On January 11, 1273, a Privilege of Alfonso X authorizes all those who are resident in the City of Orihuela to take salt for their consumption from the major salt flats that are in their term, that is, from the Torrevieja salt flats. Forty-eight years later, in 1321, it was the Infante D. Sancho, son of Alfonso XI, who granted the Salinas de Torrevieja in perpetuity to the Council of Orihuela, with the exception of those of La Mata. The donation prohibited the sale of said salinas, the commitment or change thereof and financially punished anyone who dared to go against this donation, having to compensate the Council for all damages it suffered for this reason.
In the middle of the 14th century, the La Mata salt flats, which continued to be a royal prerogative, were promised by Pedro I, the Castilian monarch, to his Genoese allies in exchange for naval aid against Aragon. In 1364 Pedro IV the Ceremonious, thanking the Council of Orihuela for the defense of the town as an ally of the Crown of Aragon and his appointment as lord of it, grants him various privileges such as the incorporation of Orihuela to the Crown of Aragon, the exemption payment of 15,000 pounds of rent and a perpetual donation of the La Mata salt flats.
1389-1759 Torrevieja lagoon as a fish farm project.
During the Middle Ages, the salt works of La Mata were, together with those of Ibiza, the two most important salt production centers in the Crown of Aragon. The preponderance of these contrasted with the production of the Torrevieja lagoon, clearly lower with respect to demand. The leasing, which was the form of exploitation of the salt flats, was carried out naturally in relation to the production that could be extracted from them.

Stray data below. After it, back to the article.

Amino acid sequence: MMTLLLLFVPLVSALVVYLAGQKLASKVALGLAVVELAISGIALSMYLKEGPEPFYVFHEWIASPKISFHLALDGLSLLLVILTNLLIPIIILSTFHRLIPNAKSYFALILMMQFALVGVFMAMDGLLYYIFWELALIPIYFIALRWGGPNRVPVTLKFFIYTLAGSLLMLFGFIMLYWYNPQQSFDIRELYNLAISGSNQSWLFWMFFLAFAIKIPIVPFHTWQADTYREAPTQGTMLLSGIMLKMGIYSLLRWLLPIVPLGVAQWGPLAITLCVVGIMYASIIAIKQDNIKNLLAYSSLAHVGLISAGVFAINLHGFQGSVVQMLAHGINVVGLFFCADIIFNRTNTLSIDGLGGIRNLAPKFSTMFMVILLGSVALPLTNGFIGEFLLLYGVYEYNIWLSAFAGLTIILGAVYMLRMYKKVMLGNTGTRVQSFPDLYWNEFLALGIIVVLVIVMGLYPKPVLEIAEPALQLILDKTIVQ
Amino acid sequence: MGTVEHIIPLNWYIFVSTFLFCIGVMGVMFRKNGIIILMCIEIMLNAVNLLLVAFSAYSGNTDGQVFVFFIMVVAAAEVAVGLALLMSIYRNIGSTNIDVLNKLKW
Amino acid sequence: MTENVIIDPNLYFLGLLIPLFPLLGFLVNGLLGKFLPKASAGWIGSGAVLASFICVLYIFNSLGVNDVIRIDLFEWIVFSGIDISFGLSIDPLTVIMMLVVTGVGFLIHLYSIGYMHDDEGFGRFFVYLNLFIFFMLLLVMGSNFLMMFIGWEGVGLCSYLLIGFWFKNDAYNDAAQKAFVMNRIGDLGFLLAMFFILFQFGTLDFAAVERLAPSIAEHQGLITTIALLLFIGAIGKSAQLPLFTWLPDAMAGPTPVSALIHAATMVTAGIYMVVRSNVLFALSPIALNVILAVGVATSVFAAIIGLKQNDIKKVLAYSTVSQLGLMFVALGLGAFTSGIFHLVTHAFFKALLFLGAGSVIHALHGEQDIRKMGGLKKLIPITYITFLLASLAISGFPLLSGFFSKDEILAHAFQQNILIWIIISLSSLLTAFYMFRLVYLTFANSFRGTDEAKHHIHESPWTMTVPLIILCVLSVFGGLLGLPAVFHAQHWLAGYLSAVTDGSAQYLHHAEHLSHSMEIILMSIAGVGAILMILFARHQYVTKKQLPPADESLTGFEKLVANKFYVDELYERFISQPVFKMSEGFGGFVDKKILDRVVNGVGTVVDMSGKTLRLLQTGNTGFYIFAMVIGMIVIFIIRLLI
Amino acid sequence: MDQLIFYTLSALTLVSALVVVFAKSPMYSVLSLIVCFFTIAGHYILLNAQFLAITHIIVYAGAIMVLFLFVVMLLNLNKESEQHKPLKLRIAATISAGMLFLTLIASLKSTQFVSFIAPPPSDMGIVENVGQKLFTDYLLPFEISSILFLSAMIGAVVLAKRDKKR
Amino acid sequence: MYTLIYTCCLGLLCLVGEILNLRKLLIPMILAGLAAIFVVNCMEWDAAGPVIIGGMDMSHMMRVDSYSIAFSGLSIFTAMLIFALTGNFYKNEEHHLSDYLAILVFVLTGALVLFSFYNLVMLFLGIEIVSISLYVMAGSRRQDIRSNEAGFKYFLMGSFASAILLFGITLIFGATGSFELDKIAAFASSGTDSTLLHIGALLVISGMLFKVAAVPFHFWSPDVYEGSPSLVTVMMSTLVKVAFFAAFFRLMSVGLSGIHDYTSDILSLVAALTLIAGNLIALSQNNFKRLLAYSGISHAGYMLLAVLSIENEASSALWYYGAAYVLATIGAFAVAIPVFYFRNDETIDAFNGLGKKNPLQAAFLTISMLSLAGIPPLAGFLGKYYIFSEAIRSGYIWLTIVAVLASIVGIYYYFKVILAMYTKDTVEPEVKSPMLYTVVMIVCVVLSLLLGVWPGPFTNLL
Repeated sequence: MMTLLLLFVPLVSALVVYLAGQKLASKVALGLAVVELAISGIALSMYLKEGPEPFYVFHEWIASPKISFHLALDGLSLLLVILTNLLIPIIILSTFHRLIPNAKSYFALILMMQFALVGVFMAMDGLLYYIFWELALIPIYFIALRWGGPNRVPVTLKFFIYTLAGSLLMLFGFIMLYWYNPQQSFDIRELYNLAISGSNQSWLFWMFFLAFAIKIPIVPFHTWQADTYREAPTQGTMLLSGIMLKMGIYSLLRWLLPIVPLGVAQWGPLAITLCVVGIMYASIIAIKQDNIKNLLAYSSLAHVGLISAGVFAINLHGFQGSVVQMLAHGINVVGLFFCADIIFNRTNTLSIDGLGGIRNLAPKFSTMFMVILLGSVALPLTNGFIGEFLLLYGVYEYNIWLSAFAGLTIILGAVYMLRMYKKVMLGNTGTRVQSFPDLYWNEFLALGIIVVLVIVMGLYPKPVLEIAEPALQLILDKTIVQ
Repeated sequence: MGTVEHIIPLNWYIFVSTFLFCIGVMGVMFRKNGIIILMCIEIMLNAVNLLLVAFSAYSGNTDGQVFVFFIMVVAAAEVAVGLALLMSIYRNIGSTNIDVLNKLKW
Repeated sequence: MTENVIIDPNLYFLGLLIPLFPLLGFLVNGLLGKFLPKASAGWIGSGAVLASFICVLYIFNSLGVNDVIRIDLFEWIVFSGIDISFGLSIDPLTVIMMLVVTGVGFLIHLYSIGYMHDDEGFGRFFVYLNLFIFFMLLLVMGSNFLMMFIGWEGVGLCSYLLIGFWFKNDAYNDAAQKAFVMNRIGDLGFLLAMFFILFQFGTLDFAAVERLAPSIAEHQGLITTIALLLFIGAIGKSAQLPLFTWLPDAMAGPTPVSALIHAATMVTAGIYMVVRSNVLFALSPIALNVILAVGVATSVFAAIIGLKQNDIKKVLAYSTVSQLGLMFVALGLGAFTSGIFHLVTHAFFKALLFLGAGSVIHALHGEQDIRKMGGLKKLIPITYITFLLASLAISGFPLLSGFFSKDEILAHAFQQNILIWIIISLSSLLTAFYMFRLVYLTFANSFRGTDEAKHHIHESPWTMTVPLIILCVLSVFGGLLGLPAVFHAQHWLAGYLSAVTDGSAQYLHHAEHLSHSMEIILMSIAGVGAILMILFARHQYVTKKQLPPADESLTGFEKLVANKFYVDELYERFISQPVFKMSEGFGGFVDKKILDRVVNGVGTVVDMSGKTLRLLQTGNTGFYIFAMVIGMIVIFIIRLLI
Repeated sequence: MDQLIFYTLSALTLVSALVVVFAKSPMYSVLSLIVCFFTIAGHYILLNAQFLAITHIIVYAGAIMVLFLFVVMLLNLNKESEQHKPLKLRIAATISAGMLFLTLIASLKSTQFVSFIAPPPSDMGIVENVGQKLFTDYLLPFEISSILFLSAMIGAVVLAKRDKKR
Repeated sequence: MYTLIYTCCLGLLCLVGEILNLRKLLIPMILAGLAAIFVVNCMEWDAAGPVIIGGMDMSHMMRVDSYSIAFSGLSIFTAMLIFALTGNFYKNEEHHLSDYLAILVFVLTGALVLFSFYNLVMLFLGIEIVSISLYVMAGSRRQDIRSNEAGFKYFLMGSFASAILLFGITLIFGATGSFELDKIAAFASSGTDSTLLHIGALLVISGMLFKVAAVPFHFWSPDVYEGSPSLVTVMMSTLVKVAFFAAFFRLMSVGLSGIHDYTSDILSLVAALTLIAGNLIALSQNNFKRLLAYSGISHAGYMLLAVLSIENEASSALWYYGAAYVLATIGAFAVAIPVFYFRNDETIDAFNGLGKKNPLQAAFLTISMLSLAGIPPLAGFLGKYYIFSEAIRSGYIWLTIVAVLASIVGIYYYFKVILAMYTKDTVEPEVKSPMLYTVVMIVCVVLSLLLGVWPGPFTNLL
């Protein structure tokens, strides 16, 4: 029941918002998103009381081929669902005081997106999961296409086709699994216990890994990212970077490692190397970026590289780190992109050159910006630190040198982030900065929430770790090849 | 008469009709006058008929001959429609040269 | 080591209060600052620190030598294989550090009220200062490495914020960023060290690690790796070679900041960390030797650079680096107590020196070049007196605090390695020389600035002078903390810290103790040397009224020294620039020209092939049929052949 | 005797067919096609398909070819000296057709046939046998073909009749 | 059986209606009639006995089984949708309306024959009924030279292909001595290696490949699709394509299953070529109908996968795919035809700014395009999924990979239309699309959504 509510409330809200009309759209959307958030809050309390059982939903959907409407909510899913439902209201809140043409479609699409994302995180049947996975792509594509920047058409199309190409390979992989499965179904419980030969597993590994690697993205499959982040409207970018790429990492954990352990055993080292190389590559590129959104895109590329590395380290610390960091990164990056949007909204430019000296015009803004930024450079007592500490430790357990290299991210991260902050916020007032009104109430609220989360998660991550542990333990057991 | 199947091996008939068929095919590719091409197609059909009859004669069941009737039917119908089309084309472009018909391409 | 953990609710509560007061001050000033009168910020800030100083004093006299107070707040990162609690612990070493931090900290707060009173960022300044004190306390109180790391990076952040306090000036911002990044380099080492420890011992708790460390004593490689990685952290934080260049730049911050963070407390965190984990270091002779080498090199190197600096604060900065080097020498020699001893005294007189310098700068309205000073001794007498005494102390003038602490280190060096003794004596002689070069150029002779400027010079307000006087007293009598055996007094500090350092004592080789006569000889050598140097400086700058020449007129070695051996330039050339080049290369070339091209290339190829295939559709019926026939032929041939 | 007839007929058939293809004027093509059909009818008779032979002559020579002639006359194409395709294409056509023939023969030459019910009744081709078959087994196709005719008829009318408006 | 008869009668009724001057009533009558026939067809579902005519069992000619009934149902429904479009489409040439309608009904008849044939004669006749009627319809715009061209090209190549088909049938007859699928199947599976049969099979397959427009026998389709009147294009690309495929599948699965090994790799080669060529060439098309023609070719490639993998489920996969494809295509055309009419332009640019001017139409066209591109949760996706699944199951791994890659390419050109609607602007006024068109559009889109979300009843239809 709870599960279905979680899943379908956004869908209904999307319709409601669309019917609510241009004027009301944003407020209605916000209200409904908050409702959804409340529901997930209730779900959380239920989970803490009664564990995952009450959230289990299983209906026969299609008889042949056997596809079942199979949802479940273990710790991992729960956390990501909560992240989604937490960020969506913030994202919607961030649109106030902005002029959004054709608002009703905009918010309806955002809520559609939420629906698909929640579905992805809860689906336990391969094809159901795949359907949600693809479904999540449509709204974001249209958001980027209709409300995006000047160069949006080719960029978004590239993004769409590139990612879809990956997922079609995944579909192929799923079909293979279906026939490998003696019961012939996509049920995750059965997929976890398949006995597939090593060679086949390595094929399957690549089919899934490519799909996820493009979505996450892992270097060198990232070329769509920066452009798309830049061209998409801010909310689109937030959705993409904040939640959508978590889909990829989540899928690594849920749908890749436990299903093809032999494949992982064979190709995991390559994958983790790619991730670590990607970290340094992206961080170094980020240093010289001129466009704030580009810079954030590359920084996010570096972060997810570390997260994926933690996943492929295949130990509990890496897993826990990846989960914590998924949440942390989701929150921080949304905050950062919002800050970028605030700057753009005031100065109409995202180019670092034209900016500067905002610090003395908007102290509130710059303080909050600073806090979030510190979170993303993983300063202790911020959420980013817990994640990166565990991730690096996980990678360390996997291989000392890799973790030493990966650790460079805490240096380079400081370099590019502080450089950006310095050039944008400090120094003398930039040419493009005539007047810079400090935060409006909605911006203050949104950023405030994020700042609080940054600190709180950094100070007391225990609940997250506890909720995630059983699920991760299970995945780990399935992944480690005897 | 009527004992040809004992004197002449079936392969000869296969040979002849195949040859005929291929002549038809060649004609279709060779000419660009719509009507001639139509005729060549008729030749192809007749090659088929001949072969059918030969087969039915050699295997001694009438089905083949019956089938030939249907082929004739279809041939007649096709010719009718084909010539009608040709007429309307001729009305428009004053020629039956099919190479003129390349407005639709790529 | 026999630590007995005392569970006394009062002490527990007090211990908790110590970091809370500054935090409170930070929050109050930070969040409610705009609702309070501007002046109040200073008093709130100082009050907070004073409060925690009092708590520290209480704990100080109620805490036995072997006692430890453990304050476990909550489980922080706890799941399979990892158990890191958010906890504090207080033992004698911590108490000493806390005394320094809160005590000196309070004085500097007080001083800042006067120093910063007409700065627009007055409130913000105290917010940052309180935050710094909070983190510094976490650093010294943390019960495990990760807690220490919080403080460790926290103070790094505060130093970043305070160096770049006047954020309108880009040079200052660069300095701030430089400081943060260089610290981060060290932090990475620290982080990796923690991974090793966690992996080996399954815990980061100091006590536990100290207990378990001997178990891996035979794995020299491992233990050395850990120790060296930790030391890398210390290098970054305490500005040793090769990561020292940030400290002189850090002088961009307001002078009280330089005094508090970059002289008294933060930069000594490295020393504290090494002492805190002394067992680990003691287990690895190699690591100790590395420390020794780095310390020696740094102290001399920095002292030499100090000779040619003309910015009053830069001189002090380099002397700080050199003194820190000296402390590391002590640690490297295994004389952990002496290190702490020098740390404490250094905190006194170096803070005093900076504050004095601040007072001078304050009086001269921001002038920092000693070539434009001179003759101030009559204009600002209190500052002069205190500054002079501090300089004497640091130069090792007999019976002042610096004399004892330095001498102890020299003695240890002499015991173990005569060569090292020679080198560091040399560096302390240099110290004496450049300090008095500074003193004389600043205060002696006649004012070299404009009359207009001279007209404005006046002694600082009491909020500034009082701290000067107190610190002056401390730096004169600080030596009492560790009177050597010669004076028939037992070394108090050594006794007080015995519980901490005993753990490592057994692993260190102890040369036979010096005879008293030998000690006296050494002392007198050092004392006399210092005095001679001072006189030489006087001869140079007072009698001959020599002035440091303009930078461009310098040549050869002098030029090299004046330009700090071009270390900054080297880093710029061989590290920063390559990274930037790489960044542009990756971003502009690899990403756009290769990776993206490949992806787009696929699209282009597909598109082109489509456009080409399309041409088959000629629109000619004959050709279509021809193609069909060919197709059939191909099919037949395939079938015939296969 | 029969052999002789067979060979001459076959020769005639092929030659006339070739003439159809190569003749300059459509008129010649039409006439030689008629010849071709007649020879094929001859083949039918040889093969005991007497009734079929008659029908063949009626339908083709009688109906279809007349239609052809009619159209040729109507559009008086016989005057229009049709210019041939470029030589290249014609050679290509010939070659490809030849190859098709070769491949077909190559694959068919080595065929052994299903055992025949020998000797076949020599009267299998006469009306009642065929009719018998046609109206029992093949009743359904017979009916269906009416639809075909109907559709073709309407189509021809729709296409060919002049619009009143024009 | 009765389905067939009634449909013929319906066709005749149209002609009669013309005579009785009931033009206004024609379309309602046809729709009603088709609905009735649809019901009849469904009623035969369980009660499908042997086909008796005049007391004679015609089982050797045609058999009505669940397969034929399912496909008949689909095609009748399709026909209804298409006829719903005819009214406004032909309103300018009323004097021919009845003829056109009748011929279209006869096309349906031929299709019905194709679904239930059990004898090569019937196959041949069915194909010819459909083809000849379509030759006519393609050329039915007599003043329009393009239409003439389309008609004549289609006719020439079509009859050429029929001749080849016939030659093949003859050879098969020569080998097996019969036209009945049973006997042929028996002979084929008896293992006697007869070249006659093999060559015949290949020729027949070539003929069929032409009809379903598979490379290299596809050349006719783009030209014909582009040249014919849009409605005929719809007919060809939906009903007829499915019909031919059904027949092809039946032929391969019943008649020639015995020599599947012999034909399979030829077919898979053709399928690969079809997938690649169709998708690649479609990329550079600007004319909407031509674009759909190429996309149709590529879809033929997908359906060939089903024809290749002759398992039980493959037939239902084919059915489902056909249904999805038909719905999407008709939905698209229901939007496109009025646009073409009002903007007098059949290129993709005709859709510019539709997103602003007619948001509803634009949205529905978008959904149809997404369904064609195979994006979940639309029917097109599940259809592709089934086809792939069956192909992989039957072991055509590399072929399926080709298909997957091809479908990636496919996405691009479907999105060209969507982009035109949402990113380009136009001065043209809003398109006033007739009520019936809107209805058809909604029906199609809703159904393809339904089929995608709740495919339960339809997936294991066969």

The Torrevieja salt flats, due to their insufficiency, created a disinterest in the landlords in such a way that the Orihuela Council decided to convert it into a fishing lagoon. For this, he asked the monarch Juan I for permission, authorizing the Cortes de Monzón to build a communication channel between the sea and the lagoon; a ditch through which the contribution of water would enter for the development of the fish. However, the project to convert the salt lake into a lagoon were all inconveniences.
In 1500 the communication with the sea was cut due to the damage suffered by the strong east, Orihuela having to take over the repair, not getting a 25-year lease in exchange for the reconstruction of the canal. The work concluded in 1509 borne by the City. Once again, the maintenance of the lagoon was very expensive. On the other hand, the salinas de la Mata below its level were damaged and, more importantly, the high level of salinity prevented animal life.
In 1758 the lagoon had completely dried up. In the act of October 11 the order of the Crown is expressed to bring the lagoon up to date, the city replying that it has no flows for the cost of works and maintenance and therefore is exempt from the obligation. The State accepts a reversal of the lagoon, a fact that was made effective by Royal Order of July 12, 1759. The possibility of increasing the production of salt caused the State to test the first extractions, which would result in the beginning of the salt preponderance of the Torrevieja lagoon in the 18th century.
The exploitation and administration of salt income in the La Mata salt flats.
The La Mata lagoon was entirely used in the extraction of salt, this being a monopoly of the Crown and leasing its exploitation to individuals. The supply of the Kingdom was a priority, the surplus being exported by Guardamar, Alicante and Santa Pola. As a consequence of this leasing system, the extraction of the product was vetoed to the neighbors.